Mortality in members of HIV-1 serodiscordant couples in Africa and implications for antiretroviral therapy initiation: Results of analyses from a multicenter randomized trial
1 Perinatal HIV Research Unit, University of the Witwatersrand, Johannesburg, South Africa
2 Departments of Laboratory Medicine, University of Washington, Seattle, WA, USA
3 Departments of Epidemiology, University of Washington, Seattle, WA, USA
4 Departments of Global Health, University of Washington, Seattle, WA, USA
5 Departments of Medicine, University of Washington, Seattle, WA, USA
6 Departments of Paediatrics, University of Washington, Seattle, WA, USA
7 Vaccine and Infectious Diseases Division, Fred Hutchinson Cancer Research Center, Seattle, WA, USA
8 Present address: Sanofi Pasteur, Discovery Drive, Swiftwater, PA, USA
BMC Infectious Diseases 2012, 12:277 doi:10.1186/1471-2334-12-277Published: 30 October 2012
The risk of HIV-1 related mortality is strongly related to CD4 count. Guidance on optimal timing for initiation of antiretroviral therapy (ART) is still evolving, but the contribution of HIV-1 infection to excess mortality at CD4 cell counts above thresholds for HIV-1 treatment has not been fully described, especially in resource-poor settings. To compare mortality among HIV-1 infected and uninfected members of HIV-1 serodiscordant couples followed for up to 24 months, we conducted a secondary data analysis examining mortality among HIV-1 serodiscordant couples participating in a multicenter, randomized controlled trial at 14 sites in seven sub-Saharan African countries.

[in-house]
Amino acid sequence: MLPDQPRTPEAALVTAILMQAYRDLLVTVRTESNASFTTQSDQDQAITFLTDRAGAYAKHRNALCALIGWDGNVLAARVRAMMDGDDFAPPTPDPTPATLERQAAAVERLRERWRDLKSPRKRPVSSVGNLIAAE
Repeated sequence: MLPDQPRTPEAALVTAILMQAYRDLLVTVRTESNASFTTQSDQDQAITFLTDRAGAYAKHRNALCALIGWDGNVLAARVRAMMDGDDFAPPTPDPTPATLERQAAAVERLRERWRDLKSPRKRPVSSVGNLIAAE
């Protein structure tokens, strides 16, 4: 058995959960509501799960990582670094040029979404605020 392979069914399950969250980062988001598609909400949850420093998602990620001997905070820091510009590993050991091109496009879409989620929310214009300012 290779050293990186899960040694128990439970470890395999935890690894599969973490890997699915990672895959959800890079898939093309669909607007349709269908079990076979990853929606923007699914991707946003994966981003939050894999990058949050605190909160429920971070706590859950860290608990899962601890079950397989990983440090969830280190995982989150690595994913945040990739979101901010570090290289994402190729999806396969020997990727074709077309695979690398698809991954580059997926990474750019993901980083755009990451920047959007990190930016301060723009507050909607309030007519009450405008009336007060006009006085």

Predictors of death were examined using Cox regression and excess mortality by CD4 count and plasma HIV-1 RNA was computed using Poisson regression for correlated data.
Among 3295 HIV serodiscordant couples, we observed 109 deaths from any cause (74 deaths among HIV-1 infected and 25 among HIV-1 uninfected persons). Among HIV-1 infected persons, the risk of death increased with lower CD4 count and higher plasma viral levels. HIV-1 infected persons had excess mortality due to medical causes of 15.2 deaths/1000 person years at CD4 counts of 250 – 349 cells/μl and 8.9 deaths at CD4 counts of 350 – 499 cells/μl. Above a CD4 count of 500 cells/μl, mortality was comparable among HIV-1 infected and uninfected persons.
Among African serodiscordant couples, there is a high rate of mortality attributable to HIV-1 infection at CD4 counts above the current threshold (200 – 350 cells/μl) for ART initiation in many African countries. These data indicate that earlier initiation of treatment is likely to provide clinical benefit if further expansion of ART access can be achieved.